Suspected jihadists wielding knives and machetes killed five people in a Mozambique region that has been rocked by attacks blamed on radical Islamists, police said Thursday.
Cabo Delgado, a northern province expected to become the centre of a natural gas industry after several promising discoveries, has seen a string of assaults on security forces and civilians since October.
“There was one more attack (by) the same group that has been attacking the neighbouring villages, (it) attacked a village on Wednesday around 9:00 pm and killed five and destroyed houses and left running,” a police source told AFP.
The attackers targeted Namaluco village in the Quissanga district of Cabo Delgado.
Rights group Amnesty International said in a statement that as many as 10 people were killed in the latest attacks, but AFP was unable to confirm this toll.
Police reinforcements had been deployed to the area to step up security but attacks have continued unabated.
Police believe the same group also hacked seven people to death in another village in the region on Tuesday after beheading 10 people in another settlement on May 27.
“The strategy of the group is to attack different villages over several days, confusing the strategic response of government forces,” added the police source.
Cabo Delgado police spokesman Augusto Guto said that “defence and security forces are on the ground hunting the attackers”.
The May 27 bloodshed occurred in two small villages close to the border with Tanzania and not far from Palma, a small town gearing up to be the country’s new natural gas hub in Cabo Delgado.
An alarming deterioration
Wednesday’s slayings ocurred roughly 100 kilometres (62 miles) from Pemba, a town that is an emerging tourist destination.
In October, armed men targeted a police station and military post in the regional town of Mocimboa da Praia in what was believed to be the first jihadist attack on the country.
Two officers died and 14 attackers were killed.
“It is an alarming deterioration. It has contributed to a climate of uncertainty and fear in Cabo Delgado,” said Alex Vines, a Mozambique expert at the London-based Chatham House think-tank.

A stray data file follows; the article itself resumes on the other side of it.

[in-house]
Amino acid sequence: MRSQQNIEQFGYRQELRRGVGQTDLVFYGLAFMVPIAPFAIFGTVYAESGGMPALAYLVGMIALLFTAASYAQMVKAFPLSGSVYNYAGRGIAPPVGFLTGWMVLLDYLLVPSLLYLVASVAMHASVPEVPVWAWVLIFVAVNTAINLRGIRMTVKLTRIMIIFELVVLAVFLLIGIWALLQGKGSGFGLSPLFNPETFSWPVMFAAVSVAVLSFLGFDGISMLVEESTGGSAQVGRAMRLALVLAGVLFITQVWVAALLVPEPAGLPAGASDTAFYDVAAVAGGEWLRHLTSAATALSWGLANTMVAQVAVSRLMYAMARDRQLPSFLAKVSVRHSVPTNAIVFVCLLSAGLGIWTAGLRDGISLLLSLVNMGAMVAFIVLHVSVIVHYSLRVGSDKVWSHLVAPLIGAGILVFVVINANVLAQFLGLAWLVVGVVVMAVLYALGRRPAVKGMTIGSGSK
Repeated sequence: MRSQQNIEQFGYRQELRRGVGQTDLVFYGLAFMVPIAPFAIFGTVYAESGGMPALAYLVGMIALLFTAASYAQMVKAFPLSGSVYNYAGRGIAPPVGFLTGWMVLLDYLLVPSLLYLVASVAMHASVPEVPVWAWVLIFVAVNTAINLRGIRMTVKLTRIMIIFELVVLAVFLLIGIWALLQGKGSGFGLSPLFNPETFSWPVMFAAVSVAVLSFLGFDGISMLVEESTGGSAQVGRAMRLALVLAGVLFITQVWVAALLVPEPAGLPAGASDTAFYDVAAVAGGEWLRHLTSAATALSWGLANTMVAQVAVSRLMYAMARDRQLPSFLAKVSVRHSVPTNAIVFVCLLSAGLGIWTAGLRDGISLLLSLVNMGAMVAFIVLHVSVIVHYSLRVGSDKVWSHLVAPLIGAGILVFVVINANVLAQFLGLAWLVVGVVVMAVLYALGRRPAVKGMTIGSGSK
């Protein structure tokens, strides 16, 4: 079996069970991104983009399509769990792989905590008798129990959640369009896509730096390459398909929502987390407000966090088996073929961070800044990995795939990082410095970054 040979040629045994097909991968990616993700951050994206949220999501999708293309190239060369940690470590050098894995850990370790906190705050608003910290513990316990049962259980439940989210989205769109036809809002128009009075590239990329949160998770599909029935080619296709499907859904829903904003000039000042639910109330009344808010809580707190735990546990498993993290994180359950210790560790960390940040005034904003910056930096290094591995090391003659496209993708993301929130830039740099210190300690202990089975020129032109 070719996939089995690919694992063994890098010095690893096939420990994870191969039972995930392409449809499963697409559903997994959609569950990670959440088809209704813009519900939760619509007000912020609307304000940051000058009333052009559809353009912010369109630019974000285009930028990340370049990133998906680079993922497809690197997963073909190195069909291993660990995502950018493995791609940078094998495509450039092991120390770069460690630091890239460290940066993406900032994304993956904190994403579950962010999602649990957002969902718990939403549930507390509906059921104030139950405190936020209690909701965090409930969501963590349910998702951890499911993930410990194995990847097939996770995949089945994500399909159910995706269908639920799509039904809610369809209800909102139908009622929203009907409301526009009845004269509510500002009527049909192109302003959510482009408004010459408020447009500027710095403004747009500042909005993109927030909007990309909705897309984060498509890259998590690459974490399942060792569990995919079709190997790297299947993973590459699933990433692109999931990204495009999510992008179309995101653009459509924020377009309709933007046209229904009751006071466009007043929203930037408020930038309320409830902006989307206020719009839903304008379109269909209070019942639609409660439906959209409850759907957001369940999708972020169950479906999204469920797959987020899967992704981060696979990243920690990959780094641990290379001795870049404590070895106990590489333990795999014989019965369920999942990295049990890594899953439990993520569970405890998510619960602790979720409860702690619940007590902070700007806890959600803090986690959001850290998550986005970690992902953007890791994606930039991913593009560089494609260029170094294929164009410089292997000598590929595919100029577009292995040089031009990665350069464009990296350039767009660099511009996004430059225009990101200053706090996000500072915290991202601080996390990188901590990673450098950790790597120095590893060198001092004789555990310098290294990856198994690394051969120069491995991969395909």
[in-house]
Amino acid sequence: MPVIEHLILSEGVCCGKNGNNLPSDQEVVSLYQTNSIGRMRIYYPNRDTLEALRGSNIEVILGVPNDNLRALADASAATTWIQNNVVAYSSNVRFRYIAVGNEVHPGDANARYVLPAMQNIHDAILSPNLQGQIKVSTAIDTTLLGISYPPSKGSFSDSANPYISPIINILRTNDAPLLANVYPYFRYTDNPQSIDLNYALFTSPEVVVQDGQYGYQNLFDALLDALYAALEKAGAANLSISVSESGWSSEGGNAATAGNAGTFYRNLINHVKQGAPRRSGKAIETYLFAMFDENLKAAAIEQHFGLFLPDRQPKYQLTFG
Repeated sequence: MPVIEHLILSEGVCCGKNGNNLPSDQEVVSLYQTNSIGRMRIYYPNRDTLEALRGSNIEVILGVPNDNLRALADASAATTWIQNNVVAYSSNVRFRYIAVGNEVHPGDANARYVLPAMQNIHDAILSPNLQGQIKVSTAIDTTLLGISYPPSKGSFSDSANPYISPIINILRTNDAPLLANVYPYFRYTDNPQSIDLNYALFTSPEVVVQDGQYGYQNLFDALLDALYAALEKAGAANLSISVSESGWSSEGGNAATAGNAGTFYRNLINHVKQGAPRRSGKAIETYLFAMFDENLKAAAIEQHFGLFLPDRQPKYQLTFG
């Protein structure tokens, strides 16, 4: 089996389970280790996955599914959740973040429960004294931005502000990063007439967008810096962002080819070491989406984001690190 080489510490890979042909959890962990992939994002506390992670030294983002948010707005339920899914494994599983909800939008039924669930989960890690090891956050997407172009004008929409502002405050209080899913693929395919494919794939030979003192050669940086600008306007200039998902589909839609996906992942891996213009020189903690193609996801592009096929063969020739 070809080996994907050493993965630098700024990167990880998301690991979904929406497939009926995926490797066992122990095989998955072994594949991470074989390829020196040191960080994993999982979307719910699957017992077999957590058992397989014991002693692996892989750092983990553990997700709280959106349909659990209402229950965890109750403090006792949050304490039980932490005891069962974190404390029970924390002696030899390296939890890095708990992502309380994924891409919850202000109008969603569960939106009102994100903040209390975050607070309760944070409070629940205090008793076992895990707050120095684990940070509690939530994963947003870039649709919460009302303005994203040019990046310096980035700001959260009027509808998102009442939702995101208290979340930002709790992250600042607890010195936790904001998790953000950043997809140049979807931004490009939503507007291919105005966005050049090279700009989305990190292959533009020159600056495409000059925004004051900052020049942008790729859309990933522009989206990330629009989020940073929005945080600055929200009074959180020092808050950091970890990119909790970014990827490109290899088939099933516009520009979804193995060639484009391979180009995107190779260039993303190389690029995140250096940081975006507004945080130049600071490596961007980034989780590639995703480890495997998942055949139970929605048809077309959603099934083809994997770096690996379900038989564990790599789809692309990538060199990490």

“International investors are asking questions about the ability of the Mozambican authorities to both contain and counter this emerging problem.”
The group, often described by locals and officials as “Al-Shabaab”, has no known link to the Somali jihadist group of the same name.
In the weeks following the initial attacks, at least 300 Muslims, including Tanzanians, were arrested and several mosques were forced to close.
Signal Risk, an Africa-focused consultancy, said that “the group goes by different names… and has about 1,000 members”.
“It is deemed unlikely that the group will formalise a relationship with the Islamic State group or any other Islamist extremist network given that criminality may serve as the primary motivation for (their) actions,” they added.
Analysts have previously suggested group members may have used proceeds from organised crime, including timber, gemstones and narcotics trafficking, to travel abroad to Tanzania and Democratic Republic of Congo to receive training in guerilla tactics.
The increase in attacks in the north of the country could pose serious issues for Mozambique, which holds general elections next year and is hoping for a bonanza from the recently-discovered gas reserves.
The vast deposits discovered off the shores of Palma could transform the impoverished country’s economy.
Experts predict that Mozambique could even become the world’s third-largest exporter of liquefied natural gas.
The north has largely been excluded from the economic growth of the last 20 years, and the region sees itself as a neglected outpost, creating fertile ground for radical Al-Shabaab-style ideology.
According to official statistics, 17 percent of Mozambicans are Muslim but Islamic leaders say the real figure could be double that. In Mocimboa, more than half of the population is Muslim.
Mozambique last month passed an anti-terrorism law that punishes terror activity with prison sentences of more than 40 years.